In a ruling favorable to labor, the 9th U.S. Circuit Court of Appeals said last week that "charge nurses," or shift supervisors, aren't full-fledged supervisors under federal labor laws and, therefore, are eligible to join unions.
The ruling is the first by a federal appeals court on the nurse supervisor issue since the U.S. Supreme Court addressed the topic in a controversial 1994 decision. In that decision, the high court said nurses who supervised lesser-skilled workers were ineligible for union representation.
Labor unions, led by the American Nurses Association, feared that hospitals would use the high court's decision to strip nurses with even simple supervisory functions of their collective bargaining rights.
The case before the 9th Circuit involved an attempt by Providence Alaska Medical Center in Anchorage to bar charge nurses from voting in a union election.
In siding against the hospital, the appellate court said that just because some nurses may tell other nurses and nurses aides what to do, they're not automatically supervisors and exempt from collective bargaining.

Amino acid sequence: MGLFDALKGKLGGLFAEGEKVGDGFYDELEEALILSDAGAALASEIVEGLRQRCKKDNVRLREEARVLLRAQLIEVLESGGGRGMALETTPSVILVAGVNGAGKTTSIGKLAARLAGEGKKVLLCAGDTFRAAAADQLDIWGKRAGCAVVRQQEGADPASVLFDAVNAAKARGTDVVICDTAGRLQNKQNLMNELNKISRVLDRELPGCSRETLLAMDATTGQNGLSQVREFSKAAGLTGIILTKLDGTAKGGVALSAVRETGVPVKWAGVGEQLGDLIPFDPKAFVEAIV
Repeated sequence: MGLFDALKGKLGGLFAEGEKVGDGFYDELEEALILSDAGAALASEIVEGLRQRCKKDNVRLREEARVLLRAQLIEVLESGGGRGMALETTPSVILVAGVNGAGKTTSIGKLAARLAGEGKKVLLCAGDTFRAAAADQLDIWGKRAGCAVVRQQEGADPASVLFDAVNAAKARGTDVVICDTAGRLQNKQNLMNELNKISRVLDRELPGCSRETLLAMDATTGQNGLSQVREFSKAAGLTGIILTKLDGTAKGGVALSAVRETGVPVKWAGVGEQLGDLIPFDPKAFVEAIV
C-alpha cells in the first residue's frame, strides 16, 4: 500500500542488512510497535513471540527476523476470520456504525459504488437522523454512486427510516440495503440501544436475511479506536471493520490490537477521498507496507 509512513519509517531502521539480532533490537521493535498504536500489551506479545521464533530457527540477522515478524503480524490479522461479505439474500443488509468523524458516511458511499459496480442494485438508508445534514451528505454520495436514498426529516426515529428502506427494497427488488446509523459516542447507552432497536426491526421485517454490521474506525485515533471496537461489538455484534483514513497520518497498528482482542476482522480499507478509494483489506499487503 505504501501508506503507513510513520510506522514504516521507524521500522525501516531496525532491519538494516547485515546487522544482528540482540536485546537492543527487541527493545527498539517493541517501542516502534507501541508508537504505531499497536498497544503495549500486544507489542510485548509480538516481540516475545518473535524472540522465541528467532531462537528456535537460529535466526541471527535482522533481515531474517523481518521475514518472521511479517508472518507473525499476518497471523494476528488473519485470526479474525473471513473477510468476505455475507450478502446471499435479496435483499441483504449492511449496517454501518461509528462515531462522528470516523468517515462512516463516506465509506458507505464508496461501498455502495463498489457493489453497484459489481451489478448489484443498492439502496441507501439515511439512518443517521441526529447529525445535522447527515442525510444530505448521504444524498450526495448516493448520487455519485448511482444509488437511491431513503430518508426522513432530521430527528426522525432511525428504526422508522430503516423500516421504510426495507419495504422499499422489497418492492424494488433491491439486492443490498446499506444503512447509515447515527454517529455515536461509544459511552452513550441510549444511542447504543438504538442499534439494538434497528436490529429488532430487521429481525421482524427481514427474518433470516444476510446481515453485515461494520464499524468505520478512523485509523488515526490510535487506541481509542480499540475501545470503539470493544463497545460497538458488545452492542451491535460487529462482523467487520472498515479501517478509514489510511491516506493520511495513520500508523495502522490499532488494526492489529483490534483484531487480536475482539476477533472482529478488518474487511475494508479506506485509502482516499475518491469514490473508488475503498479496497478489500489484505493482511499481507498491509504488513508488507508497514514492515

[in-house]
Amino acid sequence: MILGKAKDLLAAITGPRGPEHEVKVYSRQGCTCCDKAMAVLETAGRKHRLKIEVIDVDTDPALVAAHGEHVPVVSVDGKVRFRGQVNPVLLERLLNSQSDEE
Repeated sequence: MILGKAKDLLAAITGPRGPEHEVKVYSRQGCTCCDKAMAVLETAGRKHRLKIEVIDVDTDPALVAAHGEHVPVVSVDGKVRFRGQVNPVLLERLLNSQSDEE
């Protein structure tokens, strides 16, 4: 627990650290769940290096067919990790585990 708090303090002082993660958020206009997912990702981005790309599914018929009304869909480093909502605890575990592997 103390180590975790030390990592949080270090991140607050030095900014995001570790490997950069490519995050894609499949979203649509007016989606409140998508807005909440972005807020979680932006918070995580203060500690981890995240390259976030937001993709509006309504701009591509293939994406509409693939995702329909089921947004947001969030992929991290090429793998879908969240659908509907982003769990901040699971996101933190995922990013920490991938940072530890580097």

"To the extent a charge nurse gave routine guidance to other RNs, she did so more in the capacity of a leadman or straw boss" and not a supervisor, said the three-judge panel of the 9th Circuit sitting in Anchorage.
"It's an important win for us," said ANA general counsel Barbara J. Sapin, who argued the case before the appellate court July 16.
The Alaska Nurses Association had held a representation election at Providence on Aug. 12, 1994. If the charge nurses' ballots were counted, as the nurses association wanted, the union won. Citing the 1994 U.S. Supreme Court decision, the hospital said the union lost because the votes by the charge nurses shouldn't count.
The dispute ended up before the Seattle regional office of the National Labor Relations Board, which sided with the nurses and ordered the hospital to engage in collective bargaining. The national NLRB upheld that decision, which the hospital appealed to the 9th Circuit.
Janet Oates, the hospital's spokeswoman, said the facility is considering its options. They include asking the 9th Circuit for a rehearing, appealing to the U.S. Supreme Court or dropping the case and bargaining with the nurses.